Whether you have one location or many, effective solution support requires resources. These resources can come from within the company or contracted from third party vendors. In either case, these resources need to function as a team with one common goal (timely and effective issue identification and resolution).
Application Support Team
Mobile applications do not operate in a vacuum. Without exception, mobile applications by nature interact with other business systems to exchange information. For this reason, your application support resources must not only be familiar with the mobile application(s), but also the business applications that they interface with. Mobile solution users tend to think of the mobile application as a single entity and as such, their problem descriptions when reporting issues do not often directly relate to the actual underlying issue. Without the knowledge of how the mobile application interfaces with its dependent applications, the support team will have a difficult time identifying, thus resolving the root cause.
Hardware Support Team
One universal truth is that computer hardware will eventually fail and require repair or replacement. With mobile computing devices, this truth is amplified due to the hostile environments that many of these devices are used in. Here again, the user may or may not be able to adequately identify the root cause of their issue. Most can identify a broken display or cracked case, but less obvious issues can be hard to remotely diagnose. For example, “my device is not working” can have many causes from a dead battery, failed motherboard or application update that did not install correctly. For this reason, we highly recommend the use of a mobile device management tool (MDM) so that the support team can remotely access devices that do not have obvious hardware issues in order to attempt to identify and resolve the issue without having to take the device temporarily out of service.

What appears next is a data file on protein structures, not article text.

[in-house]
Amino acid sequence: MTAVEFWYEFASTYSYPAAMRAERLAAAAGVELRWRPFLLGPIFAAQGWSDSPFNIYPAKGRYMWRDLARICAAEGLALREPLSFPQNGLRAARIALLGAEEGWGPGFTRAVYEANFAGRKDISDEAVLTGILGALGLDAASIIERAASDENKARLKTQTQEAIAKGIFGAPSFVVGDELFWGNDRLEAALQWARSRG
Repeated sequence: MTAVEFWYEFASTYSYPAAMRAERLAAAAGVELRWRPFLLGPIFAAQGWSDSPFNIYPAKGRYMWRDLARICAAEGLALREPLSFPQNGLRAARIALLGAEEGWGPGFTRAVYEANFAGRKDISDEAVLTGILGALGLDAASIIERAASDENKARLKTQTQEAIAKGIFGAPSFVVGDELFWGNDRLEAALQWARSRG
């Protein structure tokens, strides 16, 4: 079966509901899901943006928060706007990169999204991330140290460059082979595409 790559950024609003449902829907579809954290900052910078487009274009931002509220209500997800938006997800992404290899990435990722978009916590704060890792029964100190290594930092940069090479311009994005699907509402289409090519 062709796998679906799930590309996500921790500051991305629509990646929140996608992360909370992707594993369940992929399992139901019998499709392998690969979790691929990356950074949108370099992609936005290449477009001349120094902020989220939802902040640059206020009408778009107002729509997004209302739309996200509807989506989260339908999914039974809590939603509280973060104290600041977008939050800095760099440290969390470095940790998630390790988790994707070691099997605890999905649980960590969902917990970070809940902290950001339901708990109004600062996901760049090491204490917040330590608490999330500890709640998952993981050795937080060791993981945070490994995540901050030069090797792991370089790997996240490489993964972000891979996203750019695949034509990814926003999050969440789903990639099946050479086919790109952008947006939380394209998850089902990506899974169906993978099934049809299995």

Infrastructure Support Team
In todays connected world, the majority of mobile computing solutions rely on the use of wireless networks (Wi-Fi and cellular being the most prevalent). Issues with these networks are often first noticed by the mobile computing users as their applications are not able to send or receive the required information. Once again, the mobile user is likely to present the issue “my mobile device does not work” when in fact, it is the lack of a network connection which is creating the undesired condition.
New Hire On-boarding
During the deployment phase, all of your users were trained. However, as new employees enter the organization you need to make sure that they get the required training as well. Re-purposing your deployment training is a great way to train new employees. This may be as simple as providing them with the previous user guide, or videotaping prior training sessions and providing them as online material.
The following support services need to be included in all support programs:
Help Desk – Tier I
Tier I Help Desk services is the first line of support for your users. In most organizations, this function is managed by internal resources and is used to resolve simple issues and/or identify and route the user to the appropriate Tier II support desk.
Help Desk Tier II
Tier II Help Desk services provide in- depth technical support for your mobile, barcode scanning and RFID systems. In addition to supporting hardware and application issues, the infrastructure support team often resides in this organization as well. Many customers outsource all or part of their Tier II needs to qualified 3rd party providers.
Help Desk Hours